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MORRISSEY: Valiant effort despite broken leg by Bruins’ Campbell typifies sport


Updated: July 20, 2013 6:50AM

BOSTON — It’s a display of fierce willpower that will come to symbolize hockey.

It is 47 seconds of pain and determination, of fearlessness and sacrifice, with a little bit of lunacy thrown in. No, a lot of lunacy. It’s one of the biggest tough-guy moments in a sport filled with them.

This is June 5, the second period of Game 3 of the Eastern Conference final, and the Bruins’ Gregory Campbell is up on one knee and trying to gather himself. He has just slid feet-first to block a powerful grunt of a slap shot with his right leg, which, unbeknownst to him at the moment, is broken.

And now he is ordering himself to get up as Pittsburgh’s power play continues cruelly around him. Nine seconds after the puck hits him, he finally rises to his feet, does a tight, awkward circle like a beginning skater and … what does he do? Does he stagger to the Bruins’ bench to seek immediate medical attention for his throbbing leg? No, he does not.

He commences to help on the penalty kill. The crazy man is actually staying on the ice! He sweeps his stick, hoping to get a piece of the puck. He is limping as he skates, an awkward, ungainly movement, but he keeps at it anyway. He bends over to pick up the glove he dropped when he blocked Evgeni Malkin’s bomb of a shot.

Now he stands up taller to make himself bigger and perhaps knock down another shot. This guy is insane. Stay down, Rocky!

It’s a pitiful, uplifting sight all in one. He looks like a deer that has been wounded in a collision with a car, but with one very big difference: Deer try to get to the side of the road; Campbell tries to play some more in traffic. If he doesn’t keep playing, he believes, the Penguins might score with what effectively will be a 5-on-3 advantage as he makes his way slowly to the Bruins’ bench.

Finally, mercifully, with the power play extinguished, he skates hunched over to the bench and gets a standing ovation from the TD Garden crowd.

He played for 47 seconds with a broken right fibula. Forty-seven seconds that speak forcefully and eloquently for a sport.

Now here he is Tuesday, sitting on a raised platform at the same arena, his crutches by his side. He had surgery nine days ago and has been a spectator for the Stanley Cup Final between his Bruins and the Blackhawks.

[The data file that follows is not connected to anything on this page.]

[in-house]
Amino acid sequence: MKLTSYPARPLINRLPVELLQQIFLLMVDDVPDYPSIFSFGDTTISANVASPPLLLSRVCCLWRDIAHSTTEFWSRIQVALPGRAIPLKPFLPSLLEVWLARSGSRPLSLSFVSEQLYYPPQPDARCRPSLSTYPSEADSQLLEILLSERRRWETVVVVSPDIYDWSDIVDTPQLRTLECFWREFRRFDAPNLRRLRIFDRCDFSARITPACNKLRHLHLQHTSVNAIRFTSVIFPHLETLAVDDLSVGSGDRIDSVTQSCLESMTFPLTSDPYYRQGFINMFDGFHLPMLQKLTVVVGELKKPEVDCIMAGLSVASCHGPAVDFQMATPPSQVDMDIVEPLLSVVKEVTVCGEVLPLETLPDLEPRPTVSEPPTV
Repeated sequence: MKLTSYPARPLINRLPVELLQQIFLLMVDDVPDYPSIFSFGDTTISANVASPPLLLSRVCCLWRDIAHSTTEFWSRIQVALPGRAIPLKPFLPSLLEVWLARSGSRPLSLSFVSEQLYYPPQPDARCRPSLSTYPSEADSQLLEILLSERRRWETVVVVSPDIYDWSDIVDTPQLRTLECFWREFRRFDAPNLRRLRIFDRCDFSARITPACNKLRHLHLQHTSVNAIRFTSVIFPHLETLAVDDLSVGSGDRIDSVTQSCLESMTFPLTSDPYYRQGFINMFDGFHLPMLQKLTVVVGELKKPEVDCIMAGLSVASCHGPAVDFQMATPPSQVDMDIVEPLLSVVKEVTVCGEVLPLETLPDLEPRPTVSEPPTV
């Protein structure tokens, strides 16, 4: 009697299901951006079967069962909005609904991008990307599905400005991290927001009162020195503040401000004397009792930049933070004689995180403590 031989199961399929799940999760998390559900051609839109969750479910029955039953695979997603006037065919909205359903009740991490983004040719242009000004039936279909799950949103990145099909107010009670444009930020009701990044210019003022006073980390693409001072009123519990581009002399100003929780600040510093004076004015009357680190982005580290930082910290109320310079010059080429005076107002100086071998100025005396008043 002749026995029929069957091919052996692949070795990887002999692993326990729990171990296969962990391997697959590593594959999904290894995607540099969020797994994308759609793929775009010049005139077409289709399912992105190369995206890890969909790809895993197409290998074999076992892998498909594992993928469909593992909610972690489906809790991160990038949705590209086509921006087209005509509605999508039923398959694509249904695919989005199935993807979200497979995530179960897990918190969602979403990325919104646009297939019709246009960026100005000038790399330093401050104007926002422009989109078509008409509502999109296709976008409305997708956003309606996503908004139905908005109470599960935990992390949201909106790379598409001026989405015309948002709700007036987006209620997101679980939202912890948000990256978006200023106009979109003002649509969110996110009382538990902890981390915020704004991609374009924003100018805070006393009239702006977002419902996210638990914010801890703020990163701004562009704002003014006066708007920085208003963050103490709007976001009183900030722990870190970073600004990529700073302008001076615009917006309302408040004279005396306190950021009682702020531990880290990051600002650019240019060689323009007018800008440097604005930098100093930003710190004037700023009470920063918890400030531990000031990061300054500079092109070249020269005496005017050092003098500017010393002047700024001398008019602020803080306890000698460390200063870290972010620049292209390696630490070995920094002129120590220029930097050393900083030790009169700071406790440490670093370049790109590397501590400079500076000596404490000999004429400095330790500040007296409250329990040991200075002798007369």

He’s striving to explain himself and hockey.

“It might sound naïve of me, but I was just trying to do whatever I could to kill the penalty, help out,’’ he says in his first comments since the injury. “At that point, I really wasn’t thinking much.

“There are a lot of players now that are playing not 100 percent, and there’s a lot of guys that play through pain. I don’t see myself any different than anybody else in this league. There’s a lot of tough guys.’’

In that situation, he insists, a player doesn’t have time to think about anything other than killing the penalty. But that’s not true. A player has time to think: I need help. Immediately.

“I’ve always felt like if you could get up, you should get up,’’ he says. “I tried. I got up. I tried to get in the lane and prevent passes. Obviously I wasn’t very effective at that, but at least I tried to not be a liability as best I could.’’

We’ve come to expect toughness and modesty from hockey players, but it’s nice to be reminded in a big way. Campbell has been painted as the embodiment of courage, but we have to be careful here. Let’s remember that, not so long ago, two bombs went off during the Boston Marathon, and plenty of people did extraordinarily brave things. This isn’t that. This is just hockey.

“I’m not going to put myself in front of anybody else and say I’m the picture of the Bruins,’’ Campbell says. “This Original Six organization goes back a long way. It kind of represents the city, a blue-collar, hard-working city with honest people.

“When I got traded to Boston [from Florida in 2010], I thought it was tailor-made to my game the way this team exemplifies the heart and soul of what a hockey player should be made of. I was proud to come to this team and play hard for this team every night.

“There’s 18 other guys in that room that would do the same thing.’’

Perhaps, but we know one thing for sure: Only he did.

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